When you swipe up on this artwork you're taken to the tape recorder view, where you find additional controls. Among them is a speed control for speeding up or slowing down the podcast without changing pitch (Apple claims the faster "rabbit" setting makes the audio play twice as fast. It's actually about 1.5 times as fast.) You also find a timeline, a Share button for sharing links to the podcast via email, Twitter, or the Messages app; and a sleep timer button, which allows you to configure the podcast to play for a certain amount of time (from five minutes to an hour in increments) and then stop playing. As the episode progresses, the virtual tape on the reels decreases on the left reel and increases on the right. It's a clever effect, but as the timeline shows you where you are in nearly all cases, it seems more gimmick than help.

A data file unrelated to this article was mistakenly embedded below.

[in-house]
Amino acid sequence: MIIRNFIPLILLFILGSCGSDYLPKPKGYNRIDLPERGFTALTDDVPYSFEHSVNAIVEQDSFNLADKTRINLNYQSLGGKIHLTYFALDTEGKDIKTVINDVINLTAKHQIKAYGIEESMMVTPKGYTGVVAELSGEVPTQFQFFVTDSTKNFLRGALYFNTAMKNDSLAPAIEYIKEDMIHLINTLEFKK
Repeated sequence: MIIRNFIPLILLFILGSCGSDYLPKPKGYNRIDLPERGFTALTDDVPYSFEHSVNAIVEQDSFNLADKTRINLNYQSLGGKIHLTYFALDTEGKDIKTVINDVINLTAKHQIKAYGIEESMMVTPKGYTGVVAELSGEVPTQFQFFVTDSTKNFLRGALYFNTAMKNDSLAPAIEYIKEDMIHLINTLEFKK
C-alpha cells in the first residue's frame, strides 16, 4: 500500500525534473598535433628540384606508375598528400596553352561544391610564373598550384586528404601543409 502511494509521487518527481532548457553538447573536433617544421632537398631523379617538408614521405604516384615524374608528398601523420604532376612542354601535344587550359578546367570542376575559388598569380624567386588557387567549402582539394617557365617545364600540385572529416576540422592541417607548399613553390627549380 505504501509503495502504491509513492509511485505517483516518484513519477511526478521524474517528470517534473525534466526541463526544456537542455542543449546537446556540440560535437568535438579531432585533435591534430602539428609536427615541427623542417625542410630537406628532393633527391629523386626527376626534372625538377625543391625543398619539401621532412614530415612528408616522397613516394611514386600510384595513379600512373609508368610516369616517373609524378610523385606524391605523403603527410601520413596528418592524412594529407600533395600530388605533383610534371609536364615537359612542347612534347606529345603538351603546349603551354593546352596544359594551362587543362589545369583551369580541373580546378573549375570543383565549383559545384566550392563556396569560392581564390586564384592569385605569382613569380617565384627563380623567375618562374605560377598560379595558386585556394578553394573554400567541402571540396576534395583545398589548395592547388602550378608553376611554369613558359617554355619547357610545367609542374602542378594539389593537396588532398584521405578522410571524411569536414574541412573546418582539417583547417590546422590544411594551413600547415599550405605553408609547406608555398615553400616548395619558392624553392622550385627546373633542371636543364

Like the built-in Music app, the Podcasts app supports scrubbing at a variety of speeds. Start a podcast playing and drag on the playhead. When you do, the podcast scrubs (plays short snippets of audio) at high speed. Drag your finger down while scrubbing and the scrubbing speed decreases from high speed, to half speed, to quarter speed, to fine scrubbing. You can scrub both back and forward. That timeline can be confusing in that it contains Back and Forward buttons that don't appear to do anything—that is, until you play an audio podcast you've downloaded that contains chapters. When you play such a podcast, you see new chapter buttons below the timeline. The first button will read Chapter 1 and the second, All Chapters. When the episode gets to the next chapter, the name of the first button changes to Chapter 2. If you tap All Chapters, the timeline becomes segmented, with each mark indicating a new chapter.